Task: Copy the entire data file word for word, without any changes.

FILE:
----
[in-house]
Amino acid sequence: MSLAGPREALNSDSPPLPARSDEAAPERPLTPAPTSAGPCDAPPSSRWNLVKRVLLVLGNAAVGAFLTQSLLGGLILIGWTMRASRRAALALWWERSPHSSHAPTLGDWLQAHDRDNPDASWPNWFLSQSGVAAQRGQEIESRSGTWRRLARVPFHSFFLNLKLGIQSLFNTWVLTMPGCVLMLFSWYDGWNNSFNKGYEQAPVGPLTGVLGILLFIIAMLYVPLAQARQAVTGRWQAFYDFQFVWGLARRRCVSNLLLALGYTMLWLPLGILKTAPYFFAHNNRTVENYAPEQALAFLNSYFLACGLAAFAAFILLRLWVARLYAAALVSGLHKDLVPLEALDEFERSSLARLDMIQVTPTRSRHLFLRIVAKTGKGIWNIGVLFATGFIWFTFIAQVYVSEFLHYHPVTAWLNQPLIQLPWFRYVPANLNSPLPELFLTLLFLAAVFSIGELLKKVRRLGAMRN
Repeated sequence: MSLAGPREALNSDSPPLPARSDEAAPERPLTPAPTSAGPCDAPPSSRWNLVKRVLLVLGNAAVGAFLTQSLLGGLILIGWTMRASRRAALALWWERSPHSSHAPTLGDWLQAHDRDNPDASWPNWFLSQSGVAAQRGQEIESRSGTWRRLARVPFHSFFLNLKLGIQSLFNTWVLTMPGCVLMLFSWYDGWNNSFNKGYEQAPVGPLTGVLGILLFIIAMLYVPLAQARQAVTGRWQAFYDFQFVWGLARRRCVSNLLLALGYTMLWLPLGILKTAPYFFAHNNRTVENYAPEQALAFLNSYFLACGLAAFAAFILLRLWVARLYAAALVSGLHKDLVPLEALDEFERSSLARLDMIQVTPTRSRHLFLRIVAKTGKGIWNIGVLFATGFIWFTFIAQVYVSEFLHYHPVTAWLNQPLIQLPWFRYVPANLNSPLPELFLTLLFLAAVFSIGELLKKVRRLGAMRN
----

[in-house]
Amino acid sequence: MSLAGPREALNSDSPPLPARSDEAAPERPLTPAPTSAGPCDAPPSSRWNLVKRVLLVLGNAAVGAFLTQSLLGGLILIGWTMRASRRAALALWWERSPHSSHAPTLGDWLQAHDRDNPDASWPNWFLSQSGVAAQRGQEIESRSGTWRRLARVPFHSFFLNLKLGIQSLFNTWVLTMPGCVLMLFSWYDGWNNSFNKGYEQAPVGPLTGVLGILLFIIAMLYVPLAQARQAVTGRWQAFYDFQFVWGLARRRCVSNLLLALGYTMLWLPLGILKTAPYFFAHNNRTVENYAPEQALAFLNSYFLACGLAAFAAFILLRLWVARLYAAALVSGLHKDLVPLEALDEFERSSLARLDMIQVTPTRSRHLFLRIVAKTGKGIWNIGVLFATGFIWFTFIAQVYVSEFLHYHPVTAWLNQPLIQLPWFRYVPANLNSPLPELFLTLLFLAAVFSIGELLKKVRRLGAMRN
Repeated sequence: MSLAGPREALNSDSPPLPARSDEAAPERPLTPAPTSAGPCDAPPSSRWNLVKRVLLVLGNAAVGAFLTQSLLGGLILIGWTMRASRRAALALWWERSPHSSHAPTLGDWLQAHDRDNPDASWPNWFLSQSGVAAQRGQEIESRSGTWRRLARVPFHSFFLNLKLGIQSLFNTWVLTMPGCVLMLFSWYDGWNNSFNKGYEQAPVGPLTGVLGILLFIIAMLYVPLAQARQAVTGRWQAFYDFQFVWGLARRRCVSNLLLALGYTMLWLPLGILKTAPYFFAHNNRTVENYAPEQALAFLNSYFLACGLAAFAAFILLRLWVARLYAAALVSGLHKDLVPLEALDEFERSSLARLDMIQVTPTRSRHLFLRIVAKTGKGIWNIGVLFATGFIWFTFIAQVYVSEFLHYHPVTAWLNQPLIQLPWFRYVPANLNSPLPELFLTLLFLAAVFSIGELLKKVRRLGAMRN